It was thought these brothers would co-operate admirably in the exercise of their relative functions on land and water. Yet they were widely different in their habits and dispositions. Sir William, easy, indolent, and self-indulgent, "hated business," we are told," and never did any. Lord Howe loved it, dwelt upon it, never could leave it." Beside his nautical commands, he had been treasurer of the navy, member of the board of admiralty, and had held a seat in Parliament; where, according to Walpole, he was "silent as a rock," excepting when naval affairs were under discussion; when he spoke briefly and to the point. "My Lord Howe," said George II., "your life has been a continued series of services to your country." He

was now about fifty-one years of age, tall, and well propor tioned like his brother, but wanting his ease of deportment. His complexion was dark, his countenance grave and strongly marked, and he had a shy reserve, occasionally mistaken for haughtiness. As a naval officer, he was esteemed resolute and enterprising, yet cool and firm. In his younger days he had contracted a friendship for Wolfe; "it was like the union of cannon and gunpowder," said Walpole. Howe, strong in mind, solid in judgment, firm of purpose, was said to be the cannon;

Wolfe, quick in conception, prompt in execution, impetuous in action the gunpowder.1 The bravest man, we are told, could not wish for a more able, or more gallant commander than Howe, and the sailors used to say of him," Give us Black Dick, and we fear nothing.'

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Such is his lordship's portrait as sketched by English pencils; we shall see hereafter how far his conduct conforms to it. At present we must consider the state of the American army, in the appointments and commands of which various changes had recently taken place.

It was presumed the enemy in the ensuing campaign would direct their operations against the Middle and Southern colonies. Congress divided those colonies into two departments; one, comprehending New York, New Jersey, Pennsylvania, Delaware and Maryland, was to be under the command of a majorgeneral, and two brigadier-generals; the other, comprising Virginia, the Carolinas and Georgia, to be under the command of a major-general, and four brigadiers.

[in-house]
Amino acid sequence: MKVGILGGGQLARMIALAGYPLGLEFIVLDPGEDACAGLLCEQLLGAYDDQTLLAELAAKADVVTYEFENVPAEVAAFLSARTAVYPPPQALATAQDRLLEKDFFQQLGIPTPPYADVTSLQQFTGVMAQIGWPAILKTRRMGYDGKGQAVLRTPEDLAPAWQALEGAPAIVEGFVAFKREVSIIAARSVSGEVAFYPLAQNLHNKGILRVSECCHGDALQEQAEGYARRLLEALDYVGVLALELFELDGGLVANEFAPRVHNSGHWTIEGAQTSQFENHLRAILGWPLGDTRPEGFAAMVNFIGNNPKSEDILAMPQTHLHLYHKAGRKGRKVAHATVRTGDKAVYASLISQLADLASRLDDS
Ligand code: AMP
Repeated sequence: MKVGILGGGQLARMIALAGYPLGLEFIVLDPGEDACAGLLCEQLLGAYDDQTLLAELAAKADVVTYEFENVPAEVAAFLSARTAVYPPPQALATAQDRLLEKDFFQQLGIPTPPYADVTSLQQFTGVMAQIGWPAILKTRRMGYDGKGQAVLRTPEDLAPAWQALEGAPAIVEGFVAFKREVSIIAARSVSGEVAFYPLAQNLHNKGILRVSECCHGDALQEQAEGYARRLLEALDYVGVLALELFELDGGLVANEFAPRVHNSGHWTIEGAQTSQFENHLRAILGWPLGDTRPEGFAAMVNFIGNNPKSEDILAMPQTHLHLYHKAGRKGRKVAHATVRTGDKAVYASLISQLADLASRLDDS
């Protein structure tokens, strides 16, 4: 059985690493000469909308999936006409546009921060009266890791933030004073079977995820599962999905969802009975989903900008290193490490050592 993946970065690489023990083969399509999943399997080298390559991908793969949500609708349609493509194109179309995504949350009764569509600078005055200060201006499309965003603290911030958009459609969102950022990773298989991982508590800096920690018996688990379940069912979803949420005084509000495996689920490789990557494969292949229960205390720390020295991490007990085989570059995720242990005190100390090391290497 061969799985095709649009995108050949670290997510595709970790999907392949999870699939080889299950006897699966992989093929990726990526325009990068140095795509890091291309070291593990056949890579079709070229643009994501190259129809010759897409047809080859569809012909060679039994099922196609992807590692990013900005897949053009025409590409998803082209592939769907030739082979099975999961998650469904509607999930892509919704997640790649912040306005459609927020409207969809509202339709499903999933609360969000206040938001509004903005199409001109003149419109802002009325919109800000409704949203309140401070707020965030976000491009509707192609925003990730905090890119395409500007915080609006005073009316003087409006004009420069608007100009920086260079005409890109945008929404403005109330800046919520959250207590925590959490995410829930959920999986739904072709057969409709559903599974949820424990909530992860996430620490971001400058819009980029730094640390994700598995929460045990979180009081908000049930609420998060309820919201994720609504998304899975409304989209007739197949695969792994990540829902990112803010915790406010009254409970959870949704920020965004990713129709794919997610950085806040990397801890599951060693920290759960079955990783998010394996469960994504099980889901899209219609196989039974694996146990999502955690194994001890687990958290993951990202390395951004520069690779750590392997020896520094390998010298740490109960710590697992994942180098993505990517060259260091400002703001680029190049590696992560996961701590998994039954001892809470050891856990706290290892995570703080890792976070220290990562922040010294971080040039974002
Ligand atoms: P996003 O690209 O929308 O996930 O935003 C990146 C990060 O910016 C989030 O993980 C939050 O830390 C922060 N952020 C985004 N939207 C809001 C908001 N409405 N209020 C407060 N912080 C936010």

In this new arrangement, the orders destining. General Lee to Canada were superseded, and he was appointed to the command of the Southern department, where he was to keep watch upon the movements of Sir Henry Clinton. He was somewhat

dissatisfied with the change in his destination. "As I am the only general officer on the continent," writes he to Washington, "who can speak or think in French, I confess I think it would have been more prudent to have sent me to Canada; but I shall obey with alacrity, and I hope with success."


In reply, Washington observes, "I was just about to congratulate you on your appointment to the command in Canada, when I received the account that your destination was altered. As a Virginian, I must rejoice at the change, but as an American, I think you would have done more essential service to the common cause in Canada. For, besides the advantage of speak

1 Barrow's Life of Earl Howe, p. 400.

ing and thinking in French, an officer who is acquainted with their manners and customs, and has travelled in their country, must certainly take the strongest hold of their affection and confidence."

The command in Canada was given to General Thomas, who had distinguished himself at Roxbury, and was promoted to the rank of major-general. It would have been given to Schuyler, but for the infirm state of his health; still Congress expressed a reliance on his efforts to complete the work " so conspicuously begun and well conducted" under his orders, in the last campaign; and, as not merely the success but the very existence of the army in Canada would depend on supplies sent from these colonies across the lakes, he was required, until further orders, to fix his head-quarters at Albany, where, without being exposed to the fatigue of the camp until his health was perfectly restored, he would be in a situation to forward supplies; to superintend the operations necessary for the defence of New York and the Hudson River, and the affairs of the whole middle department.

Lee set out for the South on the 7th of March, carrying with him his bold spirit, his shrewd sagacity, and his whimsical and splenetic humors. The following admirably impartial sketch is given of him by Washington, in a letter to his brother Augustine: "He is the first in military knowledge and experience we have in the whole army. He is zealously attached to the cause; honest and well meaning, but rather fickle and violent, I fear, in his temper. However, as he possesses an uncommon share of good sense and spirit, I congratulate my countrymen on his appointment to that department.


We give by anticipation a few passages from Lee's letters, illustrative of his character and career. The news of the evacuation of Boston reached him in Virginia. In a letter to Washington, dated Williamsburg, April 5, he expresses himself on the subject with generous warmth. "My dear general," writes he, "I most sincerely congratulate you; I congratulate the public, on the great and glorious event, your possession of Boston. It will be a most bright page in the annals of America, and a most abominable black one in those of the beldam Britain. Go on, my dear general; crown yourself with glory, and establish the liberties and lustre of your country on a foundation more permanent than the Capitol rock."

1 Force's Am. Archives, 4th Series, v., 562.